Accelerometers measure the inertial forces along one, two or three axes. Smart devices are usually equipped with a three-axes gravitational acceleration sensor, which can be represented with a 3-dimensional Cartesian frame (x,y,z) [26]. The accelerometer captures the vibrations generated by the roughness of the road surface inside a moving vehicle.

The Accelerometers used to measure IRI have a higher frequency than the device’s accelerometers. Indeed, device’s accelerometers can perform 160 readings per second on average against 360Hz of specialized accelerometers [15]. In both cases, accelerometers generate a large amount of continuous data. Due to this reason, local processing summarizes these readings as a set of features for every 50 meters traveled (each sample of the street). Table 2 summarizes information stored for each sample. Each feature is described in the next section.

Table 2 Data gathered by the mobile device

Since Streetcheck is a collaborative tool and can be used by non-experts in road surface conditions, different users can provide different ratings about the same stretch of road. To tackle this issue, the classification system clusters and filters the labeled dataset for supervised learning algorithms.

Classification system

After receiving the raw data, the classification system first applies a filter to remove incomplete samples and summarize the dataset. Next, the cloud-processing module extracts a set of features from the accelerometer readings and splits the dataset into labeled and unlabeled samples. The labeled samples become the training dataset for the following supervised learning algorithms: Random Forest, SVM, KNN, and J48. Based on the model created by these algorithms, the classification system infers the quality of the unlabeled samples.

In these classifiers, samples are clustered according to the similarities found in their characteristics. The time complexity of these algorithms is O(vnlog(n)) for Random Forest, O(vn+kv) for the KNN, O(n2) for J48, where n is the number of records, v is the number of features, k the number of neighbors per cluster. The time complexity of SVM depends on the number of supporting vectors.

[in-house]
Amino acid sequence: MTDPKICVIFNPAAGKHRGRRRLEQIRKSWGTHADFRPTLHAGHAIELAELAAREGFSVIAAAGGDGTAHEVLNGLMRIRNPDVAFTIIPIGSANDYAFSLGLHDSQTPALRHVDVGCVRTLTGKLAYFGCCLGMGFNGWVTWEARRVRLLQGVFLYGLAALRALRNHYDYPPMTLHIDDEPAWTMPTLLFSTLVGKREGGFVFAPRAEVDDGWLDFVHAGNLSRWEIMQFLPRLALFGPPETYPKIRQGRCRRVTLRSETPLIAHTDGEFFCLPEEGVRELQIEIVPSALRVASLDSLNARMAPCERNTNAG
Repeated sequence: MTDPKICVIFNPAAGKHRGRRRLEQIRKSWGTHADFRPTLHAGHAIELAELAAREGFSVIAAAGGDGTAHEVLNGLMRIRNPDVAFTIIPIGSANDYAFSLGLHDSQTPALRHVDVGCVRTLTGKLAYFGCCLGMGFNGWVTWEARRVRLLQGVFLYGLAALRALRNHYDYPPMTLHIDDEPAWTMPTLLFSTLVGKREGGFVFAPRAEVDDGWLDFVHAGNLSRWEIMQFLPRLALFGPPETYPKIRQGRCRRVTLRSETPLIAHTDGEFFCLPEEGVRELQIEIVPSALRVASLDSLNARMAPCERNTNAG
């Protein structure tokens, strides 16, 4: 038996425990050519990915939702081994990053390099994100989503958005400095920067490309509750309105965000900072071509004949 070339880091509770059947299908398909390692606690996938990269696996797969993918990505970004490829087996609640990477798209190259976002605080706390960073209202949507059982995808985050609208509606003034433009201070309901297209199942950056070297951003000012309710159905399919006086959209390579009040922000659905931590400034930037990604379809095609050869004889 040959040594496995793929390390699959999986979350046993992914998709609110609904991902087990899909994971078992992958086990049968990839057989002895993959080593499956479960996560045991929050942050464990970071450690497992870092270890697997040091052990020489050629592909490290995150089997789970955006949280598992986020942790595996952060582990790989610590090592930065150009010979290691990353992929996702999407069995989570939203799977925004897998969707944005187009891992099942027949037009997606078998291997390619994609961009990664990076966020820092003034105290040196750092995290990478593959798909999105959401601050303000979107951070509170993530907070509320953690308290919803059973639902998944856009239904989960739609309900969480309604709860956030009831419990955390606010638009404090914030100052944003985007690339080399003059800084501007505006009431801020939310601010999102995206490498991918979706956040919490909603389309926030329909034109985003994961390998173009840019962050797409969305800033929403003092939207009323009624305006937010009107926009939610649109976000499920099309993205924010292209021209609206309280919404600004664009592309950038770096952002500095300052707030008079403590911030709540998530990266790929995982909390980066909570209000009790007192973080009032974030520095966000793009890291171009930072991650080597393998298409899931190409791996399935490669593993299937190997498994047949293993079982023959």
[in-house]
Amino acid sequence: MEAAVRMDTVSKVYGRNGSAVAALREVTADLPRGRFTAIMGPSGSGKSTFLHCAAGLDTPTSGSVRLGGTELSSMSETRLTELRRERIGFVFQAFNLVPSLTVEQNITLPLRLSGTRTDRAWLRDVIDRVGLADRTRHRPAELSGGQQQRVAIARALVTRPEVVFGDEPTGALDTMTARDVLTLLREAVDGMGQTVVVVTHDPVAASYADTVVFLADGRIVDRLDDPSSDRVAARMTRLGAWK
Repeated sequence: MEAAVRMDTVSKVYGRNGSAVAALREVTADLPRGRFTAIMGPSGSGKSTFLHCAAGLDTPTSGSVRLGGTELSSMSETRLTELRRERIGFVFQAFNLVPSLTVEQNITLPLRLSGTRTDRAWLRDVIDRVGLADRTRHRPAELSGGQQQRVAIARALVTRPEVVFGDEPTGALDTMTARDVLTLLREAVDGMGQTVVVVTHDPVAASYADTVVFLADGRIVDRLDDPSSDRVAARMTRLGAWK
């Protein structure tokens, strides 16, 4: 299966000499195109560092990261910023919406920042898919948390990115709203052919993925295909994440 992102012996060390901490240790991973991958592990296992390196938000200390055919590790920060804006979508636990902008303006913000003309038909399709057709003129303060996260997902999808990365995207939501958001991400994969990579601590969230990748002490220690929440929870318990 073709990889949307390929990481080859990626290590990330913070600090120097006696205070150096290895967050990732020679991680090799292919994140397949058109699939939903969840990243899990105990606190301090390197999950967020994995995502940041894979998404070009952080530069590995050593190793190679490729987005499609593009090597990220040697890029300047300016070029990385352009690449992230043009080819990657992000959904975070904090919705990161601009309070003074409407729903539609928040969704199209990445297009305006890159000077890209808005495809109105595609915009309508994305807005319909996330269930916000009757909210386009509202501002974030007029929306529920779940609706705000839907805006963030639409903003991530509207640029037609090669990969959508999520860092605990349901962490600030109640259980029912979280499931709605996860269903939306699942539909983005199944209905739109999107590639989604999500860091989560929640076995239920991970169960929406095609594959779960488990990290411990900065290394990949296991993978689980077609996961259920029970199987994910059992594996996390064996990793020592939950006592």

The purpose of each feature is to provide a distinct vision of each aspect of the samples, improving the accuracy of the classification algorithms in the prediction process. The raw reading of devices’ accelerometers, containing a 3-axis vector {x,y,z}, provides poor information on asphalt quality when using it as an isolated feature. For this reason, we have proposed a set of features based on the transformation of the 3-axis readings of the accelerometer. Table 3 summarizes these features.

Table 3 Set of features based on the raw data

Due to the individual interpretation of road surface conditions, different samples overlapping the same stretches of streets may be labeled with conflicting ratings.In fact, classification algorithms may interpret as noise samples with similar values but from different classes. To understand and overcome this issue, we have proposed two filters in the dataset: 1) Consensus; and 2) Exclusion. We have analyzed the accuracy of the supervised learning algorithms for each filter. These filters are explained below:

  • Consensus: First, the labeled dataset is clustered. Next, the filter counts how many samples belong to each cluster. Finally, the predominant label is assigned to other samples of the same cluster. For instance, if a cluster has ten samples labeled as GOOD and five samples labeled as BAD then, the label GOOD is considered a predominant one, and the filter assigns as GOOD those five samples assigned as BAD by the users.

  • Exclusion: The initial process is similar to the one presented above.. However, instead of changing labels, this filter removes the non-predominant samples from the cluster to create a new training dataset. By Using the previous example, this filter removes the five samples assigned as BAD by the user from the training dataset.

The set of features were extracted in three moments: (i) instantly, after each accelerometer vector reading; (ii) preprocessing, Streetcheck extracts the feature every 50 meters; and, finally, (iii) post-processing, features extracted after the data transmission. Each feature is detailed below.

Resulting vector - R